WASHINGTON — HR professionals have heard all about the digital skills gap — and have likely experienced it firsthand. But what does the dire need for upskilling have to do with diverse hiring? A lot, the National Skills Coalition’s 2023 summit suggested.
On May 3, NSC hosted a panel discussion with three learning and development professionals: Washington-based Marisol Tapia Hopper of Seattle-King County’s Workforce Development Council, Constance Green of Virginia's Community Colleges System and Illinois-based Robert Guzman of scaleLIT.
While their work is spread across the country, the challenges they face are similar. Their discussions underscored the ways in which the Digital Equity Act— which seeks to make the internet and technology more accessible to people with disabilities, folks in rural areas and low-income talent — and legislation like it have tangible, real-world implications for the future of diversity and inclusion.
“In Washington state, we see digital skills as the connective tissue to upward mobility,” Tapia Hopper said, explaining that a lack of access “disproportionately impacts people of color communities, immigrant refugees and vulnerable populations.”
That vulnerability, Tapia Hopper suggested, is exacerbated by the ever-evolving tech landscape; she name-dropped IBM, whose CEO, Arvind Krishna, recently announced that the tech company is pausing hiring for 7,800 jobs that leadership believes can ultimately be replaced by artificial intelligence. (Notably, IBM has a home base in Seattle, Washington.)
“We really do feel in Virginia that digital skills are a great baseline,” Green, who is a state coordinator for Virginia’s Workforce Innovation and Opportunity Act Adult and Dislocated Worker Programs. She called for increased education at home and in colleges. From her perspective, not only do the populations she serves need “fundamental skills,” such as Microsoft Suite, she said, but the talent she serves also need to learn how to work through e-learning courses.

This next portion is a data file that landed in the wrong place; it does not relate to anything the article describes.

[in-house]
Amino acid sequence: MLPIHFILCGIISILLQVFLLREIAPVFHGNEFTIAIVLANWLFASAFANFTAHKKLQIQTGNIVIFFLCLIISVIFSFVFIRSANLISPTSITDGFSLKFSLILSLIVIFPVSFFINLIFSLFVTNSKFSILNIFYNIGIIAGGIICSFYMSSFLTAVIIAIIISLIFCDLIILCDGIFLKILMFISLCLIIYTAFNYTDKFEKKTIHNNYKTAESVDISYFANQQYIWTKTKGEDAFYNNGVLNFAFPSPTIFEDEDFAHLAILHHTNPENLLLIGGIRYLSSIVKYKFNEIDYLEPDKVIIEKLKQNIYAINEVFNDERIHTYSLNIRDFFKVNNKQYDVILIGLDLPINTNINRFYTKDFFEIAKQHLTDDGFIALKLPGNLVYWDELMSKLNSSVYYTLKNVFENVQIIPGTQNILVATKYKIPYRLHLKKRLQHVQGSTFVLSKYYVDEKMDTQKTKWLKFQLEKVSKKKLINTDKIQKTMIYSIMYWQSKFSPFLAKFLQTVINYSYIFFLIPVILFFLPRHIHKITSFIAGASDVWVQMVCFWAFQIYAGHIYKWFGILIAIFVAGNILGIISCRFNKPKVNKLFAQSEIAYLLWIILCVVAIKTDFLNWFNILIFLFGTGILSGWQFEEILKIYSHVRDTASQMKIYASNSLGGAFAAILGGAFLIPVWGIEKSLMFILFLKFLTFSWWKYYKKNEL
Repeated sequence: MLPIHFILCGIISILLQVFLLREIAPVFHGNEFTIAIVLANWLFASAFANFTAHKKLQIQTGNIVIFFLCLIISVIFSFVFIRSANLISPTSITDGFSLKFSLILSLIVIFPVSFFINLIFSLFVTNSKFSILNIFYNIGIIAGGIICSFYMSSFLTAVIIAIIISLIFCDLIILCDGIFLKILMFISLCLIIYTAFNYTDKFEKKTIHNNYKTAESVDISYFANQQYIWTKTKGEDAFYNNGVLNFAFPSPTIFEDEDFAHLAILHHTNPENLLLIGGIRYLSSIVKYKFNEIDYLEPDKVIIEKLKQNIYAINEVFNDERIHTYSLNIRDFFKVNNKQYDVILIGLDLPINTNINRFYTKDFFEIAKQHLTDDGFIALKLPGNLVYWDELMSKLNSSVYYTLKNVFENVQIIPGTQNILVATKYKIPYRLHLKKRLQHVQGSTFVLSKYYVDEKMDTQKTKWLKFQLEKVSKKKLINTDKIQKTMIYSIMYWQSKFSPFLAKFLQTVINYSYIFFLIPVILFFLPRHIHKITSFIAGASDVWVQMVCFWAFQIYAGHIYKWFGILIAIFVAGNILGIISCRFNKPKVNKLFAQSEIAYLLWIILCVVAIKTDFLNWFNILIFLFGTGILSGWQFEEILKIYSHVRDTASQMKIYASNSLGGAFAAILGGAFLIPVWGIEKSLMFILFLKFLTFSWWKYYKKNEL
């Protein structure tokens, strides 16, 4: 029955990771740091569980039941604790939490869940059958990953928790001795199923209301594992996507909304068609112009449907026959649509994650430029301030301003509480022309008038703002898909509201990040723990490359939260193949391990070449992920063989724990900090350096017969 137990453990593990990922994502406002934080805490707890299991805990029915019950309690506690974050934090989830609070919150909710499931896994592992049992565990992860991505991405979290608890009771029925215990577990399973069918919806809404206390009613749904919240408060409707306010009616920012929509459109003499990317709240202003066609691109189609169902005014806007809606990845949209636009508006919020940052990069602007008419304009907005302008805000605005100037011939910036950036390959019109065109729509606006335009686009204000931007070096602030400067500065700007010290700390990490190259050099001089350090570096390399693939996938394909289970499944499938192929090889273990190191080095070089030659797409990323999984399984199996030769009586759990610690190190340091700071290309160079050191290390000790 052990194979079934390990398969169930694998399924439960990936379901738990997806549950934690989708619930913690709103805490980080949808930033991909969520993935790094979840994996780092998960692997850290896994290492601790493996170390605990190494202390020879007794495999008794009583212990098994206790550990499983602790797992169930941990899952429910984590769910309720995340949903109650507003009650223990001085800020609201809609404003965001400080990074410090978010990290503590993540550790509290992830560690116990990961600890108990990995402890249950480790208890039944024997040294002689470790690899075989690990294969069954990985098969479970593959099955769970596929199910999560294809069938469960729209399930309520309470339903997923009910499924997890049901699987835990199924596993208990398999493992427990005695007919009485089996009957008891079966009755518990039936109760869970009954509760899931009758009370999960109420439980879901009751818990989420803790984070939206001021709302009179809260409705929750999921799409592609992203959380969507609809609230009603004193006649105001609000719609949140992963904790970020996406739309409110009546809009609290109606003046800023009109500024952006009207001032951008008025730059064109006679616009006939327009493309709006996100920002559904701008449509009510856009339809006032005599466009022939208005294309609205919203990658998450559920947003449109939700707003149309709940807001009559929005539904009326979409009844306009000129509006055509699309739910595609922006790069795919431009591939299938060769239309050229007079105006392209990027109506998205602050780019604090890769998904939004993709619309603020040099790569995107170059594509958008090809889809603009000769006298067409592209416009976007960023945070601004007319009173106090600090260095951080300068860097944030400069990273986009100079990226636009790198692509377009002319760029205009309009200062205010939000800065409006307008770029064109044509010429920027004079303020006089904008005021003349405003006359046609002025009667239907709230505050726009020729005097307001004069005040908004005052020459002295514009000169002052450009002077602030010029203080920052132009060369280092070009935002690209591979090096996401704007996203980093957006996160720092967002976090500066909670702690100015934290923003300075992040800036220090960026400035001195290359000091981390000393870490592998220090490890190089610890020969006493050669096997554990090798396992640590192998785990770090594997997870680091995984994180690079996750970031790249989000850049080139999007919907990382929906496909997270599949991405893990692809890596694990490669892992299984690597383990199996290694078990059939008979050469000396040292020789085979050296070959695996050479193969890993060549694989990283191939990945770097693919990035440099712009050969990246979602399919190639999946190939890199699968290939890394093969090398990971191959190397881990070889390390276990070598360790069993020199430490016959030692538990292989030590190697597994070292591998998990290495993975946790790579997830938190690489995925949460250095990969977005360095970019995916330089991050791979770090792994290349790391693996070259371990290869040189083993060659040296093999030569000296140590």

Guzman, in turn, pointed to the 10 American Job Centers in Cook County, Illinois, and what he sees as external affairs director at scaleLIT, known formerly as the Chicago Citywide Literacy Coalition. Referring to himself as a one-stop operator of learning and development, Guzman told a story of some 200 asylum-seekers from Venezuela being dropped off at one of his partner job centers last year.
“It was Halloween; I show up in a Woody outfit — so there’s pictures floating around,” he explained, garnering some laughs. “The first thing I noticed is that some of them were professionals. And they had degrees in their country. And a lot of them didn’t have any digital literacy skills.”
Immediately, Guzman’s goal was to get asylum-seekers acquainted with scaleLIT’s computer labs and resource rooms. “Next thing you know, they’re taking English classes, working with types of partners in the city colleges and community colleges,” he said, adding that they were subsequently able to participate in more learning and development programs.
“It all started with us in the resource room, teaching them how to register [online], and how to reset their username and passwords,” he said. Historically, job candidates have waited in lines that can last from three to four hours in order to receive tech support; typically, the asks are to help reset login information for job portals or assistance in uploading PDF resumes, required by the state-run Illinois Job Link platform. (Registering with this platform is crucial for residents looking to access lllinois unemployment insurance.)
The battleground for obtaining digital skills — and their benefit to Black, Indigenous and Latinx talent — has a direct intersection with the second-chance hiring movement. “One of my American Job Centers is less than two miles or a mile and a half from away from one of the biggest Cook County jails — one of the biggest jails in the United States. These people have been there since the ‘80s, the ‘90s and the 2000s. They did their time, and then they walked to our American Job Center because all they knew before they went in there was that it was the unemployment office.
“But now it’s the American Job Center. We’re saying ‘Welcome back! Let’s help you apply for services! You need a job? You need digital literacy skills.’ So we’re ground zero of this digital literacy movement,” Guzman explained.
The experiences of the NSC panel’s labor advocates are just a microcosm of how digital equity is a crucial aspect of diversity, equity and inclusion.